Headlines: St. Patrick’s Day – green beer all around; Ireland – Coast Guard SAR helicopter contract service; UK & Ireland – assessment of aids to navigation; USCG – conditions of entry for vessels arriving from Timor-Leste; NOSAC meeting; Puget Sound – proposed changes to restricted area; OSHA – hexavalent chromium exposure notification; Chesapeake Bay – seasonal weather buoys set; Charleston – pollution response exercise; Umpqua River – modification to RNA boundary; NOAA – Pacific smelt to be listed as threatened; House – bill introduced re use of Harbor Maintenance Trust Fund; Australia – report on bulker-fishing vessel collision; and UK – grounding due to failure of bridge team work.
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St. Patrick’s Day – green beer all around
Today is celebrated as St. Patrick’s Day, in memory of the priest Saint Patrick (circa AD 385-461) who chased all the lawyers (oops, I meant snakes) out of Ireland. Drink some green beer and be Irish, at least for a day. Erin Go Bragh!
Ireland – Coast Guard SAR helicopter contract service
The Irish Department of Transport issued a press release stating that a preferred bidder has been nominated to supply search and rescue (SAR) helicopter contract service for the Irish Coast Guard. (3/15/10).
UK & Ireland – assessment of aids to navigation
The UK Department for Transport released the 256-page Assessment of the Provision of Marine Aids to Navigation around the United Kingdom & Ireland. The report finds that the provision of marine aids to navigation around the UK and Ireland is undertaken to first class standards. It does recommend some major structural changes in the system, especially with regard to the funding of aids to navigation in the Republic of Ireland. The report also recommends moving toward a flat structure for Light Dues, with a lower headline rate and removal of the current tonnage and voyage caps. (3/16/10).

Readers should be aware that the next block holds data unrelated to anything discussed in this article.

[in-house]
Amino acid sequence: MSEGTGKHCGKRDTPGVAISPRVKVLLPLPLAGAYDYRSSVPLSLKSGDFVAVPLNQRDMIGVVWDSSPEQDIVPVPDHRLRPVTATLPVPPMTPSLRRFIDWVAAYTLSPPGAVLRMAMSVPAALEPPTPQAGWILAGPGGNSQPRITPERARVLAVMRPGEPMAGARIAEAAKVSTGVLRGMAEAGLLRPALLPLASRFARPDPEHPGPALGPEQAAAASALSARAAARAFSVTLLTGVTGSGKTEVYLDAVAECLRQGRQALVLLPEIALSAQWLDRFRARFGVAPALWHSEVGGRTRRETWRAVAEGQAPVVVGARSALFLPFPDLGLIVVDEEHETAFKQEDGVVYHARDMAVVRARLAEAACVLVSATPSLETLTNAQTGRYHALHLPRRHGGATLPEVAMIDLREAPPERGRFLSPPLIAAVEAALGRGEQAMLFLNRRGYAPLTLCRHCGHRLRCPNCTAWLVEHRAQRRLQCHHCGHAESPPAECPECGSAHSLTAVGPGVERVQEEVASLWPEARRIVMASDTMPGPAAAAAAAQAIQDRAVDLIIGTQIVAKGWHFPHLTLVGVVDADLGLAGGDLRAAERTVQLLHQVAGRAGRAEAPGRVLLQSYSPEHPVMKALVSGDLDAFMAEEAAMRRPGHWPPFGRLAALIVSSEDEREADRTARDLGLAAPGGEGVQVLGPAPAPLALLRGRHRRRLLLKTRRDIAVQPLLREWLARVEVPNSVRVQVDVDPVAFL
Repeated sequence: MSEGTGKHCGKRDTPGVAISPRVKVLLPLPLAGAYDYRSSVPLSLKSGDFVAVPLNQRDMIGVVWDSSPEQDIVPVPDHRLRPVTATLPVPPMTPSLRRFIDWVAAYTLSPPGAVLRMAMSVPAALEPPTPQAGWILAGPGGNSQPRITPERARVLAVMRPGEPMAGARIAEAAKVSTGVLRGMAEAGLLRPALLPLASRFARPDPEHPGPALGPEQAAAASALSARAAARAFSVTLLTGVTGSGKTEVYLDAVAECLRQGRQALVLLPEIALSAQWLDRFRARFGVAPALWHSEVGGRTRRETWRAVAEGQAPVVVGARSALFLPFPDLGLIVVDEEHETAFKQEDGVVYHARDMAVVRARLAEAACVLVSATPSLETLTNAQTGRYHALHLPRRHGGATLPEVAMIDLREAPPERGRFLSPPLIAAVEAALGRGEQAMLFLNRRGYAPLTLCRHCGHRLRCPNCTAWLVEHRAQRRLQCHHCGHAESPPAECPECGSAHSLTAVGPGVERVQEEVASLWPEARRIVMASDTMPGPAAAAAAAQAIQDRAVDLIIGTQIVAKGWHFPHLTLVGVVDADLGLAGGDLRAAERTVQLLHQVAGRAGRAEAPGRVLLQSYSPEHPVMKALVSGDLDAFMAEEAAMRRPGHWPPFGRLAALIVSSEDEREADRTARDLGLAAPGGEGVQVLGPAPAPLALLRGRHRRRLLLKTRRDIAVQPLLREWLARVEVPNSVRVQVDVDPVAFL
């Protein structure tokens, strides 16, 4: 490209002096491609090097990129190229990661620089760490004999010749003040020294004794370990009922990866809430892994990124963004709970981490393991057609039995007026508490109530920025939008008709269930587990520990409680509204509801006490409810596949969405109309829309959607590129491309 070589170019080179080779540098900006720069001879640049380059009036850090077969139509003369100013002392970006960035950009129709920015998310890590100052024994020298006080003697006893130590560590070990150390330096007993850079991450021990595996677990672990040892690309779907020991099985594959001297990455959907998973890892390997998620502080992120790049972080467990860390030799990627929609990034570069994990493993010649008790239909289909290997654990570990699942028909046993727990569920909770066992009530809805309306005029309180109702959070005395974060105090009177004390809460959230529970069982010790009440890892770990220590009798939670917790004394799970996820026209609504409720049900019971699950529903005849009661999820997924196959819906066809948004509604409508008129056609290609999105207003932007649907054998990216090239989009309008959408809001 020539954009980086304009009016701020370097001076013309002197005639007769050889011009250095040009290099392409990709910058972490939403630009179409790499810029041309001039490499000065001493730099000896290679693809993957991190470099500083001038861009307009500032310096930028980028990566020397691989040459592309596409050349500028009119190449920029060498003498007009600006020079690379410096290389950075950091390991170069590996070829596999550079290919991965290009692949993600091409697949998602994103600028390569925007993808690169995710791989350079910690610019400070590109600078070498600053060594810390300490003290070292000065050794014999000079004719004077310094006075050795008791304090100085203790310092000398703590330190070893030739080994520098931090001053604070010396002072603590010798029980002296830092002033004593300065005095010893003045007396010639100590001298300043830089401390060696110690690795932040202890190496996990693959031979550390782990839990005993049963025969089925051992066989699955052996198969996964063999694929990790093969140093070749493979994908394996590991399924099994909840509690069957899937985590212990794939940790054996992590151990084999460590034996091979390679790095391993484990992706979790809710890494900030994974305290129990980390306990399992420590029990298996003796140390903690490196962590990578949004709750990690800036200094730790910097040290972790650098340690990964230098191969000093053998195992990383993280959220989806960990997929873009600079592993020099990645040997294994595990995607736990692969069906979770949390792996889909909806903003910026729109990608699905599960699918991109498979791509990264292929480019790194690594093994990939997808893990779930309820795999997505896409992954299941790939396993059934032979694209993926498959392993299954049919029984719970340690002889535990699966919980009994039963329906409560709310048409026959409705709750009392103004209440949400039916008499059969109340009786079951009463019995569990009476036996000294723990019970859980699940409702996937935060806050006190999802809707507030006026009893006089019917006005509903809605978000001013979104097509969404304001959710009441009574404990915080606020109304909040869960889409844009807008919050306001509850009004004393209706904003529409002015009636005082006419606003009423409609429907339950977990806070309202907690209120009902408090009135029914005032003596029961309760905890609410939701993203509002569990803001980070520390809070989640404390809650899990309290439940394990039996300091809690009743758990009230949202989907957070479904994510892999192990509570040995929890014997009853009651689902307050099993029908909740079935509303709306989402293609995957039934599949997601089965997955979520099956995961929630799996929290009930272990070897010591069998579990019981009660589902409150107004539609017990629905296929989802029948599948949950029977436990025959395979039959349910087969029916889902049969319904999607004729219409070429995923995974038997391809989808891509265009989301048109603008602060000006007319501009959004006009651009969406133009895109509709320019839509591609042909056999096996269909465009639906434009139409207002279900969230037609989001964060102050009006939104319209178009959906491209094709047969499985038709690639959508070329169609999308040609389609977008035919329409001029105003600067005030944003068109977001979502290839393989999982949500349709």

USCG – conditions of entry for vessels arriving from Timor-Leste
The US Coast Guard issued an advisory stating that, effective March 29, it will impose conditions of entry on vessels arriving to the United States from the Democratic Republic of Timor-Leste, during their last five port calls. The advisory includes the current list of countries that the US Coast Guard had determined to be not maintaining effective anti-terrorism measures. In summary, each affected vessel must: (1) implement the Security Level 2 measures from its ship security plan while in a port of a listed country; (2) ensure that each access point is guarded and that guards have total visibility of the exterior of the vessel while in such a port; (3) attempt to execute a Declaration of Security while in such a port; (4) log all security actions; and (5) report actions taken to the pertinent USCG Captain of the Port [COTP] prior to arrival in the US. Port Security Advisory (2-10) (March 15, 2010).
NOSAC – meeting
The National Offshore Safety Advisory Committee, sponsored by the US Coast Guard, will meet in New Orleans on April 8. Topics on the agenda include: application of MARPOL Annex Ii to offshore supply vessels (OSVs); medical treatment of injured divers; advance notice of arrival for units arriving on the outer continental shelf (OCS); and the STCW Convention. 75 Fed. Reg. 12772 (March 17, 2010).
Puget Sound – proposed changes to restricted area
The US Army Corps of Engineers (USACE) proposes to amend its regulations for the restricted area in waters of Puget Sound adjacent to Naval Station Everett to enhance safety and security around the establishment. Comments on the proposal should be submitted by April 16. 75 Fed. Reg. 12718 (March 17, 2010).
OSHA – hexavalent chromium exposure notification